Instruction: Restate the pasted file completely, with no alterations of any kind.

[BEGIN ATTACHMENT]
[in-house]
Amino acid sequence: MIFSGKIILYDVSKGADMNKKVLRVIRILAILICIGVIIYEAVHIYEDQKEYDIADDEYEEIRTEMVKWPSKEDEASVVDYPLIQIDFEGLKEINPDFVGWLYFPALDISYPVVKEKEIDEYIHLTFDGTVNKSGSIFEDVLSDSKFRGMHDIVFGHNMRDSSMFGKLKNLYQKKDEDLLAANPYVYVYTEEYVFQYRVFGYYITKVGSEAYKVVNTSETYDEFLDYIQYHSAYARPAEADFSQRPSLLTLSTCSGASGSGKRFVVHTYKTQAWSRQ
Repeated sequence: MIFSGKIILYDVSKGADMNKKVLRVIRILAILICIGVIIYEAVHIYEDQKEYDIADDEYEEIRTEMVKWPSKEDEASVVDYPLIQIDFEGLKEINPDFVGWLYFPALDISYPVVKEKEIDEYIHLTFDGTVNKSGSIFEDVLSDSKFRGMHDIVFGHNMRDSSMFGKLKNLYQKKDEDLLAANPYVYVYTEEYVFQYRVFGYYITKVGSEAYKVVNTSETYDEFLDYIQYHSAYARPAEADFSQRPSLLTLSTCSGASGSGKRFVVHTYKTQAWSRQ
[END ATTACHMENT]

[in-house]
Amino acid sequence: MIFSGKIILYDVSKGADMNKKVLRVIRILAILICIGVIIYEAVHIYEDQKEYDIADDEYEEIRTEMVKWPSKEDEASVVDYPLIQIDFEGLKEINPDFVGWLYFPALDISYPVVKEKEIDEYIHLTFDGTVNKSGSIFEDVLSDSKFRGMHDIVFGHNMRDSSMFGKLKNLYQKKDEDLLAANPYVYVYTEEYVFQYRVFGYYITKVGSEAYKVVNTSETYDEFLDYIQYHSAYARPAEADFSQRPSLLTLSTCSGASGSGKRFVVHTYKTQAWSRQ
Repeated sequence: MIFSGKIILYDVSKGADMNKKVLRVIRILAILICIGVIIYEAVHIYEDQKEYDIADDEYEEIRTEMVKWPSKEDEASVVDYPLIQIDFEGLKEINPDFVGWLYFPALDISYPVVKEKEIDEYIHLTFDGTVNKSGSIFEDVLSDSKFRGMHDIVFGHNMRDSSMFGKLKNLYQKKDEDLLAANPYVYVYTEEYVFQYRVFGYYITKVGSEAYKVVNTSETYDEFLDYIQYHSAYARPAEADFSQRPSLLTLSTCSGASGSGKRFVVHTYKTQAWSRQ